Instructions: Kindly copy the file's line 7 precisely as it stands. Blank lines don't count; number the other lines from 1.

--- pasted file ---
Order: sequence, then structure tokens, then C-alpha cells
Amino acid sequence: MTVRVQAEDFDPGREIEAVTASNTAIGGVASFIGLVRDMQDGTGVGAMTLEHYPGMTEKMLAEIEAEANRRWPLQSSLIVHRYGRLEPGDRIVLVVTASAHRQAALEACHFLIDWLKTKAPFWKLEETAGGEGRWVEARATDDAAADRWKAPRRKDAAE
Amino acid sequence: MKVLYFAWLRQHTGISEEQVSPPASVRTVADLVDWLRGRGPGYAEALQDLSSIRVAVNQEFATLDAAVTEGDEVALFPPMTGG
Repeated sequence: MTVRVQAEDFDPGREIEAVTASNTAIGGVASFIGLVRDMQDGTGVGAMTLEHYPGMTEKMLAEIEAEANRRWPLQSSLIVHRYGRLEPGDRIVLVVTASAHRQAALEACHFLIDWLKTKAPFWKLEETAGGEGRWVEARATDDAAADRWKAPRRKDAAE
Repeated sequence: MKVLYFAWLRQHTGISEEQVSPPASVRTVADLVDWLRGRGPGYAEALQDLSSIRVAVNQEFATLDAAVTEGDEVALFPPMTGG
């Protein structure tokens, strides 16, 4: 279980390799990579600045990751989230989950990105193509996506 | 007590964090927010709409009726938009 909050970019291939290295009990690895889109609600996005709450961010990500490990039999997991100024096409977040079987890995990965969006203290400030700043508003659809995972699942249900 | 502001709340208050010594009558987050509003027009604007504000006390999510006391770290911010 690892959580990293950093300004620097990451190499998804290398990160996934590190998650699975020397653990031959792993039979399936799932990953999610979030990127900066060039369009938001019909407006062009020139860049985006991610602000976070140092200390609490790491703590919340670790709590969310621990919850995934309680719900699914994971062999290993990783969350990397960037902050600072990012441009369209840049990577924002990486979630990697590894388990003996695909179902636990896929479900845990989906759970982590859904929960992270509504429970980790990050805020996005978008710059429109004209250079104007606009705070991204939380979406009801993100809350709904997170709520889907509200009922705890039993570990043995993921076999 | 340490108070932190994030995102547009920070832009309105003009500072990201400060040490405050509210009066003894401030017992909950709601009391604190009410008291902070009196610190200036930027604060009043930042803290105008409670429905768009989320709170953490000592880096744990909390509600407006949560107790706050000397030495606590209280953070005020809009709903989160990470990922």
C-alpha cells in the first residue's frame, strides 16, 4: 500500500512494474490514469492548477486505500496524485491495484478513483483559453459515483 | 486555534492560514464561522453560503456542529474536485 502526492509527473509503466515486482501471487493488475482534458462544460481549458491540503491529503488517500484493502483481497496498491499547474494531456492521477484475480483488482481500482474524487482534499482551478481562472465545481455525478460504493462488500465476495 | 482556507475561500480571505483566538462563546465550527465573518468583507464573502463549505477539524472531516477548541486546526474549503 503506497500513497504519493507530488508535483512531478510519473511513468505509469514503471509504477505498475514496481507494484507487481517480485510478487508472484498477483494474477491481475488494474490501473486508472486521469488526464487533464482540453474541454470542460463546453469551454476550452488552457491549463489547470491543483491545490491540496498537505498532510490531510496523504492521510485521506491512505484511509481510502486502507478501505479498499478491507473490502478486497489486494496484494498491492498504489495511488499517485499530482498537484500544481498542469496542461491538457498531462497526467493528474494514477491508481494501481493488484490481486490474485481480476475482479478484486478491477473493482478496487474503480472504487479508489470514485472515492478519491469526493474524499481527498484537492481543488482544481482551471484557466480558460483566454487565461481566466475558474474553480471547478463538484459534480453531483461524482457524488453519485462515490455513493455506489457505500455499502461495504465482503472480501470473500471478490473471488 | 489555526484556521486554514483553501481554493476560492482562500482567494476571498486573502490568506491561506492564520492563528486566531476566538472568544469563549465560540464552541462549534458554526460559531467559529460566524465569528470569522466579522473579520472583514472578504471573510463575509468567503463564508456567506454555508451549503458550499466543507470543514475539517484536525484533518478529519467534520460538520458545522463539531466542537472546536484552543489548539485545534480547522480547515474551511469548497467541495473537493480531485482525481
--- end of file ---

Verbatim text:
C-alpha cells in the first residue's frame, strides 16, 4: 500500500512494474490514469492548477486505500496524485491495484478513483483559453459515483 | 486555534492560514464561522453560503456542529474536485 502526492509527473509503466515486482501471487493488475482534458462544460481549458491540503491529503488517500484493502483481497496498491499547474494531456492521477484475480483488482481500482474524487482534499482551478481562472465545481455525478460504493462488500465476495 | 482556507475561500480571505483566538462563546465550527465573518468583507464573502463549505477539524472531516477548541486546526474549503 503506497500513497504519493507530488508535483512531478510519473511513468505509469514503471509504477505498475514496481507494484507487481517480485510478487508472484498477483494474477491481475488494474490501473486508472486521469488526464487533464482540453474541454470542460463546453469551454476550452488552457491549463489547470491543483491545490491540496498537505498532510490531510496523504492521510485521506491512505484511509481510502486502507478501505479498499478491507473490502478486497489486494496484494498491492498504489495511488499517485499530482498537484500544481498542469496542461491538457498531462497526467493528474494514477491508481494501481493488484490481486490474485481480476475482479478484486478491477473493482478496487474503480472504487479508489470514485472515492478519491469526493474524499481527498484537492481543488482544481482551471484557466480558460483566454487565461481566466475558474474553480471547478463538484459534480453531483461524482457524488453519485462515490455513493455506489457505500455499502461495504465482503472480501470473500471478490473471488 | 489555526484556521486554514483553501481554493476560492482562500482567494476571498486573502490568506491561506492564520492563528486566531476566538472568544469563549465560540464552541462549534458554526460559531467559529460566524465569528470569522466579522473579520472583514472578504471573510463575509468567503463564508456567506454555508451549503458550499466543507470543514475539517484536525484533518478529519467534520460538520458545522463539531466542537472546536484552543489548539485545534480547522480547515474551511469548497467541495473537493480531485482525481